Alexander Hamilton Papers

From Alexander Hamilton to William Duer, 14 March 1792

To William Duer

Philadelphia March 14. 1792

My Dear Duer

Your letter of the 11th.1 got to hand this day. I am affected beyond measure at its contents; especially as it was too late to have any influence upon the event you were apprehensive of—Mr. Woolcott’s instructions having gone off yesterday.2

I trust however the alternative which they present to the Attorney of the   3 and the discretion he will use in managing the affair will enable you to avoid any pernicious éclat; if your affairs are otherwise retrievable.

Be this as it may—Act with fortitude and honor. If you cannot reasonably hope for a favourable extrication do not plunge deeper. Have the courage to make a full stop. Take all the care you can in the first place of Institutions of public Utility and in the next of all fair Creditors.

God bless you and take care of you and your family. I have experienced all the bitterness of soul, on your account, which a warm attachment can inspire. I will not now pain you with any wise remarks, though if you recover the present stroke, I shall take great liberties with you. Assure yourself in good and bad fortune of my sincere friendship and affection.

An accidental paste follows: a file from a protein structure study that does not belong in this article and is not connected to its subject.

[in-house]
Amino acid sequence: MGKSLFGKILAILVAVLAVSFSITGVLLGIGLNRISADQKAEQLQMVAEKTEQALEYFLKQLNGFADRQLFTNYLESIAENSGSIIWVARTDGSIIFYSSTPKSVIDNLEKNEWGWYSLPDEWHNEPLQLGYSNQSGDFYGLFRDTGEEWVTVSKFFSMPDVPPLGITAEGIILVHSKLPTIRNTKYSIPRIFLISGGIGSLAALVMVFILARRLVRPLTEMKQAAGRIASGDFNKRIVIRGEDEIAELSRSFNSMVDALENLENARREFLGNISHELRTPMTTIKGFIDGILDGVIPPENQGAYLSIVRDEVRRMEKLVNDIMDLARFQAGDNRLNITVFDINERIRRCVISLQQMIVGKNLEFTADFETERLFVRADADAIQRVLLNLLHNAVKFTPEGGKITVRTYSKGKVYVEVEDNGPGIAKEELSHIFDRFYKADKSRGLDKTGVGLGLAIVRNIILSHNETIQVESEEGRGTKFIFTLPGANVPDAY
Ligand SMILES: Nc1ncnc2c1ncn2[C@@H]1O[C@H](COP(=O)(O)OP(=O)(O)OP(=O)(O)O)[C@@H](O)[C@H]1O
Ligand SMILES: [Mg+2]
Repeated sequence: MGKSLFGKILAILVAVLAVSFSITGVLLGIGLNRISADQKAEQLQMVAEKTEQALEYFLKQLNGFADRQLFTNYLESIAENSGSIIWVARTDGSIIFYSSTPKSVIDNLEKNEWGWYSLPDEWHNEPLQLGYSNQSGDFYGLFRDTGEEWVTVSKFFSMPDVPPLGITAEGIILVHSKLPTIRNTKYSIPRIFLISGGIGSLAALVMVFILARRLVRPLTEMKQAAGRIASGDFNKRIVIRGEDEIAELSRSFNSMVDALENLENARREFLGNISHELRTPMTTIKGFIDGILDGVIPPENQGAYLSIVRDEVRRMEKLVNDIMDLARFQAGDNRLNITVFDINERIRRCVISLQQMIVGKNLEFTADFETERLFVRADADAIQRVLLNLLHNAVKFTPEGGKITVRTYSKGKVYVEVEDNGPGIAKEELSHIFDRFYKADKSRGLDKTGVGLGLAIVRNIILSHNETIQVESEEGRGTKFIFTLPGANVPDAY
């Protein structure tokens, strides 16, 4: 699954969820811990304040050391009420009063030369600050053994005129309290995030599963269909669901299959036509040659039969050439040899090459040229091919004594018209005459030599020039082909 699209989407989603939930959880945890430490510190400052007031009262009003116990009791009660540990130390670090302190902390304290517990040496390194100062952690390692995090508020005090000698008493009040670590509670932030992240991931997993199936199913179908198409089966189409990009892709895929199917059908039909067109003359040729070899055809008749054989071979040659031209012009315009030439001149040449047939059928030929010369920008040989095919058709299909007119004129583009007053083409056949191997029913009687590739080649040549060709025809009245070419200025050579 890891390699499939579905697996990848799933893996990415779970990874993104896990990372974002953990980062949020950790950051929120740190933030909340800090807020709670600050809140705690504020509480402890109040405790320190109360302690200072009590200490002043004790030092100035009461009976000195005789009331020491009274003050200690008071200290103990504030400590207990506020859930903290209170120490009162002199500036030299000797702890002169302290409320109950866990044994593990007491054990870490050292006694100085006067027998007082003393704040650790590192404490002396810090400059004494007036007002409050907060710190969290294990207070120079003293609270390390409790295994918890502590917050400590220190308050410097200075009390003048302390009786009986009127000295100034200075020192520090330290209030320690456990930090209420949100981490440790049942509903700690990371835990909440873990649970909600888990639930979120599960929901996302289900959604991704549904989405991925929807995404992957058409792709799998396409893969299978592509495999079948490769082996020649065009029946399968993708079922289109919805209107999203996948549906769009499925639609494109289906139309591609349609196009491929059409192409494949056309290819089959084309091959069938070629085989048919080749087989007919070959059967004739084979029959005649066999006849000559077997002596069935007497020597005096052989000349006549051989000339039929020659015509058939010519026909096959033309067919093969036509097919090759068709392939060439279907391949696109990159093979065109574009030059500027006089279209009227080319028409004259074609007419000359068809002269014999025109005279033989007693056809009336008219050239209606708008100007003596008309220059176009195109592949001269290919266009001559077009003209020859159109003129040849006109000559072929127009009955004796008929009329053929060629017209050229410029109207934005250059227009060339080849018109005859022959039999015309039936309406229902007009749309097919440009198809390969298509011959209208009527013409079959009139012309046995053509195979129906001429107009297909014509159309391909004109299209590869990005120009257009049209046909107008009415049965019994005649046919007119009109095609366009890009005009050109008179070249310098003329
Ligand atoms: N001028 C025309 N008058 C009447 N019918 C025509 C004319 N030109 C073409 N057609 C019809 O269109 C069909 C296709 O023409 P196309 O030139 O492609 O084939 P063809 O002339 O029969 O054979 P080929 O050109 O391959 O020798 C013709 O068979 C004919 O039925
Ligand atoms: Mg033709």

A Hamilton

Wm. Duer Esqr.

JCH Transcripts description begins John C. Hamilton Transcripts. These transcripts are owned by Mr. William H. Swan, Hampton Bays, New York, and have been placed on loan in the Columbia University Libraries. description ends .

2On March 12, Oliver Wolcott, Jr., comptroller of the Treasury, had written to Richard Harison, United States attorney for the District of New York, requesting him to inform Duer that he must either pay the amount of his balance with the United States Government or face legal proceedings. Wolcott’s letter is printed in Davis, Essays description begins Joseph Stancliffe Davis, Essays in the Earlier History of American Corporations (“Harvard Economic Studies,” XVI [Cambridge, 1917]). description ends , I, 290–91. The suit concerned Duer’s indent account with the United States. Copies of the statements of this account which Wolcott sent to Harison may be found in RG 217, Oliver Wolcott’s “Explanation of Accounts, 1792–1794,” Comptroller of the Treasury, National Archives.

3Space left blank in MS.

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